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- # adventofcode (1)
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- # cljdoc (7)
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- # emacs (37)
- # figwheel (3)
- # figwheel-main (9)
- # fulcro (59)
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- # jackdaw (3)
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the idea being that developers usually have a bunch of ports in use (e.g. running multiple projects) but all projects usually want to use port 3000, and 3449 for figwheel. It seems like a dev would love to be able to navigate to http://google.local/ rather than http://localhost:3003
I'm considering making port numbers random in edge, or perhaps updating a .edn file at the root with port claims so that projects don't fight each other.
found two references to something that looks remotely useful, SRV records, and also people fiddling with iptables
--to-destination (which accepts ip:port)
I wouldn't even mind something like "java process [Google] is using port 3030, save for next time?"
k8s/docker solutions do this, either by creating an overlay ip network or binding extra ip addresses to an existing interface and then iptables or similar to bridge... perhaps there are some tools from that space which can help?
Yeah but they (Docker containers) do it kinda differently, don’t they? You can have 10 containers all thinking they’re available on on 80, where in fact they’re available on localhost:2080, localhost:2090 (or whatever) and so on
depends @lady3janepl - that is one possibility, but EKS (AWS managed k8s) binds extra IPs from the VPC to the network interface and gives each pod it's own IP, so the container really does get port 80 on that IP
right, but the same solution is quite workable - add extra IPs to your network interface
Edge could have a component which always runs on port 3000. If there's something already on 3000, it will connect to it. I guess it will need to check again every minute or so. The "master" will provide a portal to all registered applications. Application is pretty broad, and can be any url of interest, eg devcards. The master will be in charge of ports, but will write them to a known location so that new masters can start utilizing the file without interruption. The master will be in charge of syncing the hosts file.
This is the part where you all tell me this is a terrible idea and that I shouldn't do it...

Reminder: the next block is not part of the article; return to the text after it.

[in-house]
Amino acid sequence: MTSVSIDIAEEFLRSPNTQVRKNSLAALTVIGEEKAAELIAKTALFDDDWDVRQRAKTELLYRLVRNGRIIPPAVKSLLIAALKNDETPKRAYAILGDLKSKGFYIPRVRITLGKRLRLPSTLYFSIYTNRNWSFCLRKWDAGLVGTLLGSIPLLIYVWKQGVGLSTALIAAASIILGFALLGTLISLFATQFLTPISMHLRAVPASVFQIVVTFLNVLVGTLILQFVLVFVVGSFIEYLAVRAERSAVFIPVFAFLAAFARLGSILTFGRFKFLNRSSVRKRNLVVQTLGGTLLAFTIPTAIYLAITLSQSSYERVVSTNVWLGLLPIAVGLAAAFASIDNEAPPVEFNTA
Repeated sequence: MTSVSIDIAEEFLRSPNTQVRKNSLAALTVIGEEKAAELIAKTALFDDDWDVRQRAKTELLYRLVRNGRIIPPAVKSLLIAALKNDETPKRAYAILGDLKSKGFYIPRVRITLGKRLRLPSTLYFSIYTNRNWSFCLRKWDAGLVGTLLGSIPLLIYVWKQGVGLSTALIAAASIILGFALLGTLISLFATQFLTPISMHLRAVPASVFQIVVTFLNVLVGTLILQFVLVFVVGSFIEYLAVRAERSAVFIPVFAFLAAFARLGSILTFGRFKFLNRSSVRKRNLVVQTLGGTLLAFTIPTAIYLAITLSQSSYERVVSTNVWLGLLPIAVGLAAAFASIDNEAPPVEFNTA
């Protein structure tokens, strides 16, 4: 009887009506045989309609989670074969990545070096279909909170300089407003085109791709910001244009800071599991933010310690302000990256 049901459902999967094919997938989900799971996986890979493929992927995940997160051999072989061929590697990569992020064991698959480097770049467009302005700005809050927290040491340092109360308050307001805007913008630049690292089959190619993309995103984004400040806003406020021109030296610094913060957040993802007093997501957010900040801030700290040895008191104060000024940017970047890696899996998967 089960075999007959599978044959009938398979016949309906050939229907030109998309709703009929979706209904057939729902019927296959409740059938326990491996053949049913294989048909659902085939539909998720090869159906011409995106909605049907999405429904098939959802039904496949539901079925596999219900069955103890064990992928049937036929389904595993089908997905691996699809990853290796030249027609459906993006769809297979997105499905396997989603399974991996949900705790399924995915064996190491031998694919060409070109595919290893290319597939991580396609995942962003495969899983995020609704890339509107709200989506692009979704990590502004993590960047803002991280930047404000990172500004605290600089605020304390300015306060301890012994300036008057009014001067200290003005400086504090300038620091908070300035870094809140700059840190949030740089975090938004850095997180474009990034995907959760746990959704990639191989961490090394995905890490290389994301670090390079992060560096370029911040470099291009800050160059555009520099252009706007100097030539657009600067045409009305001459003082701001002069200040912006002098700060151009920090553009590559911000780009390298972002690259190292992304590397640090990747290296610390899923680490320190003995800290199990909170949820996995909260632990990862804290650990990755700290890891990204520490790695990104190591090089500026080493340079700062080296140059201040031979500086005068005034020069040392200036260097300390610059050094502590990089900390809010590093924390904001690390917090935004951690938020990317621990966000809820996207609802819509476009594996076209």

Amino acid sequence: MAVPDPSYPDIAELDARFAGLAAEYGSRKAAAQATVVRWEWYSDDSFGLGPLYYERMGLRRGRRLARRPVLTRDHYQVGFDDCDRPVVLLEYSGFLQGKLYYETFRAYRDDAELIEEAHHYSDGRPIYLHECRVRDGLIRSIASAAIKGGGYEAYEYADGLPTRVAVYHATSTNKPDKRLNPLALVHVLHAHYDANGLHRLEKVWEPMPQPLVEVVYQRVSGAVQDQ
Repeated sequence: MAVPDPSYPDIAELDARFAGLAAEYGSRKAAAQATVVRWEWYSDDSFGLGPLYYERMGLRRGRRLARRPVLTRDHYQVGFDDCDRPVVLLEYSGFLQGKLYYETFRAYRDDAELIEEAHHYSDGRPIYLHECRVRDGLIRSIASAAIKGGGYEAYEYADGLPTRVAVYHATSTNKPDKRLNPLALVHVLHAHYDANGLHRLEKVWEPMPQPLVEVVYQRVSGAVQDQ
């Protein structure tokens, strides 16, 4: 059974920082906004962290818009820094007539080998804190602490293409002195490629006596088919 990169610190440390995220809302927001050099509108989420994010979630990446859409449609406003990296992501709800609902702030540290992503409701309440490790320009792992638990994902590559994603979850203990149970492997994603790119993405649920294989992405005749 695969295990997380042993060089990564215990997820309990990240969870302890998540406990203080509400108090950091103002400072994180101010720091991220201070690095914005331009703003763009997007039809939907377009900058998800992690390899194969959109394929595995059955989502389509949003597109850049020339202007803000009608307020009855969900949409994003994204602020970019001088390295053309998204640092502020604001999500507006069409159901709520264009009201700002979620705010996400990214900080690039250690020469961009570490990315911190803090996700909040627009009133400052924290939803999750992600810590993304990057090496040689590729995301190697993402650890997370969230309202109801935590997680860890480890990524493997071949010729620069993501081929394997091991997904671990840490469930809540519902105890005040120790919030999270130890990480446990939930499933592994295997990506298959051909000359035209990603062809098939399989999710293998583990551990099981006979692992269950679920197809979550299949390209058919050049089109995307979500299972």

I'm just wondering what problem it's solving. Is this something that trips you up a lot? It sounds quite complicated
My colleagues get annoyed that they have port collisions when working on multiple projects simultaneously.
I suppose it's the old 'argument from personal incredulity' thing, but I can't remember having that issue myself. Is this a technical solution to an organisational problem (i.e. just tell people to configure their ports differently)?
@conor.p.farrell this might be because we have a lot of projects, and developers work on multiple of those projects. Yeah, we could create some document somewhere as a "port registry" and every project has to register the ports in use there. Seems like it's unlikely to happen though. People forget/don't realize, whatever.
then you have to change the port later, which means everyone who's "used" to the old url now has to switch to a new one.
I think the solution is to give people laptops with a smaller amount of RAM so they have to close one project before opening the other
we had a similar issue with docker containers and assigning 'predictable' ports to them that would clash across projects, e.g something like elasticsearch could be mapped as 39200 -> 9200.
a solution we arrived at was allowing
docker-compose auto assign a port on the host to a defined port on the container and then a leiningen plugin that uses the
docker-compose.yml to discover the auto assigned ports for those containers and sort of inject them into the system
would be trickier for the likes of figwheel because we're not mapping to anything in a container, unless you could also let figwheel auto assign its port and once the repl starts up/the system starts, pop open a browser tab on that port from the repl?
according to this it isn't 100% sure: https://quoteinvestigator.com/2011/09/08/640k-enough/
re: JVM versions. We use Java 8, but are trying to get everything running on 11. That XML binding module thing that @dominicm mentions has been by far the biggest problem. First it was included, then it was optional now it has been removed entirely. Project Jigsaw has a lot to answer for.
I always thought it was rather strange that Java 9 was the first ever release to break backwards compatibility. Seems like a way to ask for trouble.